VMware vCenter Converter plug-in is Removed in vSphere 5

VMware vCenter Converter plug-in is Removed in vSphere 5

This question of what happened to the vCenter Converter plug-in has been coming up a lot lately in the communities, and here are some official/unofficial references about what happened.

(1) The vSphere 4.1 release notes from July 13, 2010 announced that "VMware vSphere 4.1 and its  subsequent update and patch releases are the last releases for the  VMware vCenter Converter plug-in for vSphere Client. VMware will  continue to update and support the free Converter Standalone product,  which enables conversions from sources such as physical machines, VMware  and Microsoft virtual machine formats, and certain third-party disk  image formats."

(2) A discussion showed up from http://communities.vmware.com/people/bchanana in the Converter forum stating the following:

"With the release of vSphere 5.0,  we will no longer provide vCenter Converter Integrated however, vCenter  Converter Standalone will continue to be available as a stand-alone,  public software binary. We will continue to provide support for vCenter  Converter Integrated on the existing vSphere platforms per the VMware support policy and we will continue to provide vCenter Converter Standalone as a free  download. You can find out more about vCenter Converter Standalone here:  http://www.vmware.com/products/converter.

Best regards,
VMware Product Management"

(3) The vCenter Server Installer application does not list the vCenter Converter plug-in, and the media does not contain it.

The standalone version of Converter 5.0 was released on September 8, 2011 and may be downloaded at https://www.vmware.com/tryvmware/?p=converter.

Thanks for reading,


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But why would you do this?

Seriously, why would VMware devs take out such a handy plugin? This makes as much sense as the previous pricing model.


VMware why would you take a perfectly good function that made our life simpler and that worked very well and TAKE IT OUT!! This is about as stupid as Windows Millenium Edition. Who ever made this decision should be TERMINATED!

I don't know the official reason(s), but in many ways it does make sense to decouple the integrated Converter. I can appreciate the fact that it is one less piece of software on my vCenter Server system that could have problems. I personally like the idea of keeping the vCenter Server system simple.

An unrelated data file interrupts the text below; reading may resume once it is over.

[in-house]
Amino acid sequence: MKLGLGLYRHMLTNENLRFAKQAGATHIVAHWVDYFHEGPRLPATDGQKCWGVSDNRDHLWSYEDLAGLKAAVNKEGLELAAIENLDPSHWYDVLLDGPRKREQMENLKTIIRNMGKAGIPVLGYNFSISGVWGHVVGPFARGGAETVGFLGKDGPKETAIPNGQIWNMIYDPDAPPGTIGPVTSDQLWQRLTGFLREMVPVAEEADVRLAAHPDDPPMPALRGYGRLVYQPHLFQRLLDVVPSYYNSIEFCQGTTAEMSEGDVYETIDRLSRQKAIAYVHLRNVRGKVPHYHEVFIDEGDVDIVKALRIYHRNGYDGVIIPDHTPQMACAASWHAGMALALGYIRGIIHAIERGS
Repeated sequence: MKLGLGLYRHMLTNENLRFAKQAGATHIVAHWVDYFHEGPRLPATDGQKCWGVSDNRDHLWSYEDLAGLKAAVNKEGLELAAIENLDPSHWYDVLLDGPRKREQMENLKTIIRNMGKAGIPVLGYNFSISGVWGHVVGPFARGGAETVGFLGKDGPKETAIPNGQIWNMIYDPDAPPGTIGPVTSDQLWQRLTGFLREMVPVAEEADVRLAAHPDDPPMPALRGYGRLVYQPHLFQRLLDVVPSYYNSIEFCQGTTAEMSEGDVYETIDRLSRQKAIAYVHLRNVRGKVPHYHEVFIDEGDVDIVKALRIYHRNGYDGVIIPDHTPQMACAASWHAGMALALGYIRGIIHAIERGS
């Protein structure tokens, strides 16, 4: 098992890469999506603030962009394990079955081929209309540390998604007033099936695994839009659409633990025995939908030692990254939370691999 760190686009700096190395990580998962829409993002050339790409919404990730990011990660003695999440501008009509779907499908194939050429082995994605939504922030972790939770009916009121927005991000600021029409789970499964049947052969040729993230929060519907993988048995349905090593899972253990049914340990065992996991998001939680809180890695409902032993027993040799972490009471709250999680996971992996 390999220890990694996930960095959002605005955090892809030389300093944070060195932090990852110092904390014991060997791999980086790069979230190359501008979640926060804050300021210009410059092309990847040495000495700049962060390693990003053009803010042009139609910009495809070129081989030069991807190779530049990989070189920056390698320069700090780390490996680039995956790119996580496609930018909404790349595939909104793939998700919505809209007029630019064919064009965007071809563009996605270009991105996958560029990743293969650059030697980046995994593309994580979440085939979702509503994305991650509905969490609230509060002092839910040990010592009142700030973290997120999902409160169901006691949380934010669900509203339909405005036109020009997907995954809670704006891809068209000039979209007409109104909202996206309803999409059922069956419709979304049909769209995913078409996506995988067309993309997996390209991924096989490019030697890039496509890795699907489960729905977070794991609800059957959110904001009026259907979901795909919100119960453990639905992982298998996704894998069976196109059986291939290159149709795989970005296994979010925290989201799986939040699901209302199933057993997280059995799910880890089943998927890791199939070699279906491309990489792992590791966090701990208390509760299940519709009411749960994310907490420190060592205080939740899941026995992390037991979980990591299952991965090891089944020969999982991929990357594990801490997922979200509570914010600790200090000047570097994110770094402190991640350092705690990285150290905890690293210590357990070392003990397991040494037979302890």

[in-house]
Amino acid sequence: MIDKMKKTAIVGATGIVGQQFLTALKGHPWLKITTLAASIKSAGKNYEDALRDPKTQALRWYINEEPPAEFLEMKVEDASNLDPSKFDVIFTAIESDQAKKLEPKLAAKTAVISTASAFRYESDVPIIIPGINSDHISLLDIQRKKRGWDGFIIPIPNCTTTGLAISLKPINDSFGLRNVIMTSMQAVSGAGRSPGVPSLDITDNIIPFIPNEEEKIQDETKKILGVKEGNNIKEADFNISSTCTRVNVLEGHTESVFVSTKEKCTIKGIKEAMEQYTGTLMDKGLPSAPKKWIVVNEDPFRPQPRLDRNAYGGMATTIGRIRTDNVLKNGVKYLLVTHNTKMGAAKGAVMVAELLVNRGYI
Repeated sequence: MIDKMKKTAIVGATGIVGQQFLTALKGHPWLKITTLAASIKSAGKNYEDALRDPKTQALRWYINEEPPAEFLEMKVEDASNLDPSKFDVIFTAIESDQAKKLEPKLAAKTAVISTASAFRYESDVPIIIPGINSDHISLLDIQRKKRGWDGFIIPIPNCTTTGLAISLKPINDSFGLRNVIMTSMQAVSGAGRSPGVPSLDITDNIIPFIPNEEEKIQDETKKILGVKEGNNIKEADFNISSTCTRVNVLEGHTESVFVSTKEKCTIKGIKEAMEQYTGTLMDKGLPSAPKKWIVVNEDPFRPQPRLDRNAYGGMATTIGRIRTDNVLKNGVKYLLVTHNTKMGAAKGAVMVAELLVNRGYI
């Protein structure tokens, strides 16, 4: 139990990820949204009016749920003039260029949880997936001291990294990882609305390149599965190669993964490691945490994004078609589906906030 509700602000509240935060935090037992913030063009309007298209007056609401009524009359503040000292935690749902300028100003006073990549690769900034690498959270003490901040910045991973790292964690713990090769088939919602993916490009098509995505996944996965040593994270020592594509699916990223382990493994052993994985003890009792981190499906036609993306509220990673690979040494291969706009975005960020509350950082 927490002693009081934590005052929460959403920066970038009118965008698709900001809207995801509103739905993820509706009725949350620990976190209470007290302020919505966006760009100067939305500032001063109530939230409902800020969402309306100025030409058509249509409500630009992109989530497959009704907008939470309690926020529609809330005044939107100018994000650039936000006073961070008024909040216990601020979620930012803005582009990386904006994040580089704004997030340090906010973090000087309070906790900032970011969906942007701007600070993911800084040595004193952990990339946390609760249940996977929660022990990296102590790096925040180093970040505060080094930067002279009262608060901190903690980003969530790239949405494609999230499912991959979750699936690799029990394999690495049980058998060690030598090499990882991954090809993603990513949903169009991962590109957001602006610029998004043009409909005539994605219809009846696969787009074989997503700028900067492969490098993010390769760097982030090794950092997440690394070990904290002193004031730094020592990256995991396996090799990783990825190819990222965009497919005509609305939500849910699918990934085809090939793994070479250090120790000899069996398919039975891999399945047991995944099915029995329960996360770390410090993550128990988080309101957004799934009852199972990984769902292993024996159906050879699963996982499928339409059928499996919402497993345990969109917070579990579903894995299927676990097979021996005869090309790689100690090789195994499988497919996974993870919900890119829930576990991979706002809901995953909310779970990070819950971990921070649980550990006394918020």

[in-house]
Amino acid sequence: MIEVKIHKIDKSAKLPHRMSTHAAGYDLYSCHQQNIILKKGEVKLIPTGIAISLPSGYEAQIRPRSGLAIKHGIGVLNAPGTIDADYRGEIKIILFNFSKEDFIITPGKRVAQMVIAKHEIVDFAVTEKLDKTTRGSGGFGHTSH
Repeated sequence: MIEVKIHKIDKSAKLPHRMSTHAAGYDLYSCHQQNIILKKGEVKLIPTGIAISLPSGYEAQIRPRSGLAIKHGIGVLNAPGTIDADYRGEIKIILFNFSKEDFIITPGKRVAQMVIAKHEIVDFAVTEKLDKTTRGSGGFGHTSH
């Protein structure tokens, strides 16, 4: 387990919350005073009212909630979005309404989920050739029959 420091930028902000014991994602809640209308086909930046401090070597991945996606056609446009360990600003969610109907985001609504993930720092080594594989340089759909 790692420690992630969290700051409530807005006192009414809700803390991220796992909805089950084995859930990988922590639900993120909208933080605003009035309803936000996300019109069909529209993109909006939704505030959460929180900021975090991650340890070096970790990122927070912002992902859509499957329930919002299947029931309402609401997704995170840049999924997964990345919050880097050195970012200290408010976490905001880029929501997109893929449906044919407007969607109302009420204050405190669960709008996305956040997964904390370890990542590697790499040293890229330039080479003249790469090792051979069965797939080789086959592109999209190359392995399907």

I don't understand the strong emotion on this, but that doesn't mean it isn't justified. Can anyone elaborate on why this is such a pain point? Or, why Is installing the standalone Converter so much different than using the integrated Converter in previous versions. I'm just curious and trying to understand why there is such negativity around this.


When you have multiple VMware administrators in an environment the ease of use with being able to right click on the server you want the physical server on and clicking import from your simple to use client. You now have to physically go to your Standalone server or RDP to it to start the Converter then start converting your machines. Why remove ease of use when it was already developed into the product.

For me, it's about simplicity & centralization.  Now, there are two places to go to when I wan to import a physical machine.  It just doesn't make sense to me, but I also don't know the reasoning behind it.

If I had to guess, I'd say it was due to the number of support calls related to it.  I know that some imports (converions) would fail and the solution and/or first step in troubleshooting always seemed to be "install the standalone converter."  In my experience, this never resolved anything, but when I was stuck, all of my searches resulted in posts where this had helped people complete a stubborn conversion.

The only time I really had an issue was when my Exchaneg server had the /3G switch.

Its all about efficiency. I never had an issue with the plugin and it was super handy. Maybe I've gotten spoiled. Smiley Happy Like the other guys, I find it just kind of odd that the devs (or maybe it was a C-Level) decision to leave out the converter plugin is a head-scratcher.

I think it might be more about what markpiontek markpiontek states about support. Again, I don't know for sure but it might have just been easier to have development of the Converter be separate from vCenter Server. By making it a standalone product, it also frees it from being part of vCenter Server Ux patches and should provide a better product to the users at a much faster rate.

You could always still install it on your vCenter Server, but the integration still won't be there. I agree that it was convenient to use the context menu from within vCenter, but I am willing to trade that convenience for a Converter that offers more features and is available faster.

I agree with the separate development/support rationale. With diverse cloud/hypervisor technologies gaining traction I think VMware would rather have a separate product for migrations rather than embedded in the core product. That frees up the release cycle, licencing and support to be better tailored to any given market.

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